His work documenting and analyzing hip-hop in its earliest days helped secure the music as a major cultural force
Greg Tate, an influential cultural critic and founding pillar of hip-hop journalism, has died, a representative for Tate’s publisher Duke University Press tells Pitchfork. A cause of death was not provided. Tate was 64.
Tate was celebrated for his work analyzing Black artistry and influence, and he was at the front of the first wave of journalism documenting the birth of hip-hop. While working at The Village Voice from 1987 to 2003, Tate explored the burgeoning aesthetics, influences, and values of hip-hop, contextualizing it within both Black creative lineages and white-dominated spaces of popular culture. His first book, 1992’s Flyboy in the Buttermilk: Essays on Contemporary America, collected work that had appeared in The Voice. It became a definitive work for Tate, with selections addressing Miles Davis, Public Enemy, Jean Michel Basquiat, and more. As he told the Los Angeles Review of Books in 2018 about his early years with The Voice, “I was trying to literally approximate music on the page.”
Prior to joining The Voice, Tate had co-founded the Black Rock Coalition with Konda Mason and Vernon Reid in 1985. The nonprofit organization, which is still in operation, aims to correct inequity in the music industry by offering resources to Black artists. Throughout all aspects of his work and his life, Tate had “a keen sense for the way that both artists and communities discern where they fit in the world, and what is expected of them, and then either go along for the ride or carefully plot their escapes,” as The New Yorker’s Hua Hsu wrote in 2016.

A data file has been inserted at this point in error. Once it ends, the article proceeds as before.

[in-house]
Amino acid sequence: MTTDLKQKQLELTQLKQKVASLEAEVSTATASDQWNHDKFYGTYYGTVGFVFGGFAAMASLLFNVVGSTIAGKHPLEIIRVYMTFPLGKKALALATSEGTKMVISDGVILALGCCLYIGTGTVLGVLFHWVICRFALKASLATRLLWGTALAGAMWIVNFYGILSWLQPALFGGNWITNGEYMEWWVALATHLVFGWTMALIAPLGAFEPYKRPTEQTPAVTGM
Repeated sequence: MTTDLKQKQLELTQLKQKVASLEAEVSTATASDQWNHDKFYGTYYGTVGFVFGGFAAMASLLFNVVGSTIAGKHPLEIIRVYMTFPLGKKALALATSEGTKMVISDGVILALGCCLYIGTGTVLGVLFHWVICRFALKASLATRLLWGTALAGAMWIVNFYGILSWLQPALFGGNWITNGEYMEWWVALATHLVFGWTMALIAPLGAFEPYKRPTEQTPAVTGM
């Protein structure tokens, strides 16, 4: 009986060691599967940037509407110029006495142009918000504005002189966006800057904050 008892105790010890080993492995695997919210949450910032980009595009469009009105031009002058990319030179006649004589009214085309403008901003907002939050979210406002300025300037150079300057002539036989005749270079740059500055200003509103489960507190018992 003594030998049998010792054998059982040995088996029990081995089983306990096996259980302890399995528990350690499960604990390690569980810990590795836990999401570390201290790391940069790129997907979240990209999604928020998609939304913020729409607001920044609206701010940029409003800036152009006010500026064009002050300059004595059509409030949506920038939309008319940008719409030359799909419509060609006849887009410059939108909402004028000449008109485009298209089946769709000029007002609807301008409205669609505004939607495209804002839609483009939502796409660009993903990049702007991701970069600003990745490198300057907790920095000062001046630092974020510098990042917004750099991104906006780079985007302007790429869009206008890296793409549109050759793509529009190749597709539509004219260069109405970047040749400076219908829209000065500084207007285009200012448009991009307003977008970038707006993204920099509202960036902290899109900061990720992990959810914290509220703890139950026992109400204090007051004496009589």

Tate’s life began in Dayton, Ohio in 1957, and his family relocated to Washington, D.C. in his early teen years. Tate remained there through his years at Howard University, but after publishing work for The Voice via Robert Christgau, he left for New York in 1982 to follow the city’s busy, up-and-coming hip-hop scene more closely. “It was like writing war dispatches right there on the ground. There was all this incendiary work coming out. It was unprecedented. It didn’t sound like anything that had come before. There was a lot to talk about,” he recalled to Pitchfork in 2018.
The Flyboy follow-up, 2016’s Flyboy 2, included more of Tate’s critical essays. Between those projects, Tate published Midnight Lightning: Jimi Hendrix and the Black Experience in 2003 and edited the essay collection Everything But the Burden: What White People Are Taking From Black Culture. He remained a steady presence in cultural criticism, contributing to The New York Times, The Washington Post, Rolling Stone, Vibe, The Believer, Encyclopedia Britannica, and more. He also took on positions as a visiting professor at Brown University and Columbia University.
In addition to his writing, scholarship, and advocacy, Tate led the band Burnt Sugar, a freewheeling, funk-influenced jazz ensemble. Under Tate’s leadership, the group self-released
more than a dozen records. He was working on a book about James Brown for Riverhead Press at the time of his death.